Water Use and Withdrawal

Regulating certain groundwater and surface water withdrawals to protect our water resources.

In New Hampshire, water use can be broken down to 19 major categories. Some types of water uses are consumptive, such as water consumed by humans and livestock, water incorporated into products, and water used for irrigation. Other types of water uses are non-consumptive use, which means water remains in its environment or is taken out of its environment and put directly back in, such as in the case of a run of river hydropower plant or a recirculating geothermal well. Groundwater, surface waters such as lakes and rivers, the ocean, and transfers from other wholesale water providers all serve as sources of water for water users in New Hampshire. 

Withdrawing surface water or groundwater for use in New Hampshire is governed by common law, statutes that provide water rights to particular entities, and rules that NHDES administers. The regulations administered by NHDES help to ensure that the uses of the state’s water resources are understood and do not adversely interfere with other water uses or water resources. A list of related NHDES programs and requirements include:

  • Water Use Registration and Reporting Program (WURR) – Requires water users withdrawing or discharging over 140,000 gallons of water per week or over 600,000 gallons in any 30 days to register the water use and all sources and destinations of water with NHDES, as well as report monthly withdrawals, transfers and discharges on a quarterly or yearly basis.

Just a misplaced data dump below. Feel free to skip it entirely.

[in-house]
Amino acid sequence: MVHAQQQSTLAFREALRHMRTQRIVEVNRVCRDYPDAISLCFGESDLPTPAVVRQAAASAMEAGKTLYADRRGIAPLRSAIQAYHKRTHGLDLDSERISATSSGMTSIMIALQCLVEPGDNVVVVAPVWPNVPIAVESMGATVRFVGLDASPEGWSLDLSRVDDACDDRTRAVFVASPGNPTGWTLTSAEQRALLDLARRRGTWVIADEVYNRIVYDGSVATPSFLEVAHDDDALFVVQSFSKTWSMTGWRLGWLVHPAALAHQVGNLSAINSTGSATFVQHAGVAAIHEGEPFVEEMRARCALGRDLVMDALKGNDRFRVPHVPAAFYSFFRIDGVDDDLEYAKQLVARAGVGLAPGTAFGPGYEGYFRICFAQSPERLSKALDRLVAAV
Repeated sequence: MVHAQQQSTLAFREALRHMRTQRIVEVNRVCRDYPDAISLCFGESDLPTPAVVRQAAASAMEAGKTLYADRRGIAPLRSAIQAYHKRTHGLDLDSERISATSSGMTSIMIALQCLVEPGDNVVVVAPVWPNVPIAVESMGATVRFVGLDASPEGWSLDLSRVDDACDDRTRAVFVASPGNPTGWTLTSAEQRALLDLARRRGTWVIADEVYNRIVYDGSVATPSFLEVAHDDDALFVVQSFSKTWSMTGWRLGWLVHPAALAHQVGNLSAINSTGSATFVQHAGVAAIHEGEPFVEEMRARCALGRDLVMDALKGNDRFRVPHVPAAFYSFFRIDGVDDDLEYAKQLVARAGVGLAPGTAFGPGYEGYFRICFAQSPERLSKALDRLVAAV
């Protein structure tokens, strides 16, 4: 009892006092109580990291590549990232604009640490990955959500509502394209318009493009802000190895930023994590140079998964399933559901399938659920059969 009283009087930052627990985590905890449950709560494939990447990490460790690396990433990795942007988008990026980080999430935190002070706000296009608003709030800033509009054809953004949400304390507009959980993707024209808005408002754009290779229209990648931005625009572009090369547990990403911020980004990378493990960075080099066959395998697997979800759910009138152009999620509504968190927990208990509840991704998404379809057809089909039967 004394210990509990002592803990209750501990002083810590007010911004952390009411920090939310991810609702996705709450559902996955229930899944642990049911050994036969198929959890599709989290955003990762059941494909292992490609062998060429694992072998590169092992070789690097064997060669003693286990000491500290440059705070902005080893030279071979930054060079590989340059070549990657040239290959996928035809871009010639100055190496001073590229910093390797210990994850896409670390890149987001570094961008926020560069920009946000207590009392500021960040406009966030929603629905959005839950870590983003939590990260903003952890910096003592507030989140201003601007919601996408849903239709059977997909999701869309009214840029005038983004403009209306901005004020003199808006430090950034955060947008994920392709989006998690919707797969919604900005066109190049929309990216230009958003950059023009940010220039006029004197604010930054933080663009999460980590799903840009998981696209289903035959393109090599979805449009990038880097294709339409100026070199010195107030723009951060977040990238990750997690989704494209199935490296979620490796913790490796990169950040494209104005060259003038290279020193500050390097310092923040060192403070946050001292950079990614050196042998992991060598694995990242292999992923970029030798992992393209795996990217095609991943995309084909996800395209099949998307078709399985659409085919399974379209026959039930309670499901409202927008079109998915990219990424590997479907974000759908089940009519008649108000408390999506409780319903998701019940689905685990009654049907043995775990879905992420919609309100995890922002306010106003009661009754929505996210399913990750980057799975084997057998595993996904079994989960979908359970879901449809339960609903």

• Water Quality Certification Program – Water users proposing to withdraw or divert water from a surface water in an amount that triggers the WURR reporting requirements are required to obtain certification for the withdrawal or diversion, with the exception of those water uses that were in operation prior to September 5, 2008. The water user must submit an application with sufficient information to allow NHDES to determine if the proposed withdrawal or diversion will comply with surface water quality standards, which includes protection of designated water uses such as aquatic life and recreational uses.
  • Instream Flow Program – Develops management plans to protect instream flows for the protection of fish, recreation and stream bank species. The planning includes working with water users within watersheds of designated rivers, which trigger the reporting requirements of WURR, to implement water conservation plans and to take specific actions during extended low-flow and drought conditions.
  • Large Groundwater Withdrawal Program – A water user seeking to withdraw 57,600 gallons or more in any 24-hour period from a well installed after July 1998 is required to obtain a large groundwater permit. The water user, typically a public water supplier, bottled water manufacturer or golf course, must complete an extensive testing process, including monitoring nearby surface and groundwater levels for adverse impacts.
  • Water Conservation Program – Since May 2005, certain water users required to submit an application to NHDES for approval of a withdrawal or discharge are also required to implement a water conservation plan containing water conservation best management practices. Examples of water users required to implement water conservation plans include community water systems; water users seeking approval for a large groundwater withdrawal, such as a golf course, agricultural operation, or water bottling plant; and industrial users seeking a surface water withdrawal for cooling processes.

Major Water User Types       

Agriculture Power: Biomass
Aquaculture Power: Fossil
Bottled Water Power: Geothermal
Bulk Water Hauler Power: Hydropower
Commercial Power: Nuclear
Industrial Snowmaking
Institutional Wastewater Treatment
Irrigator Water Supplier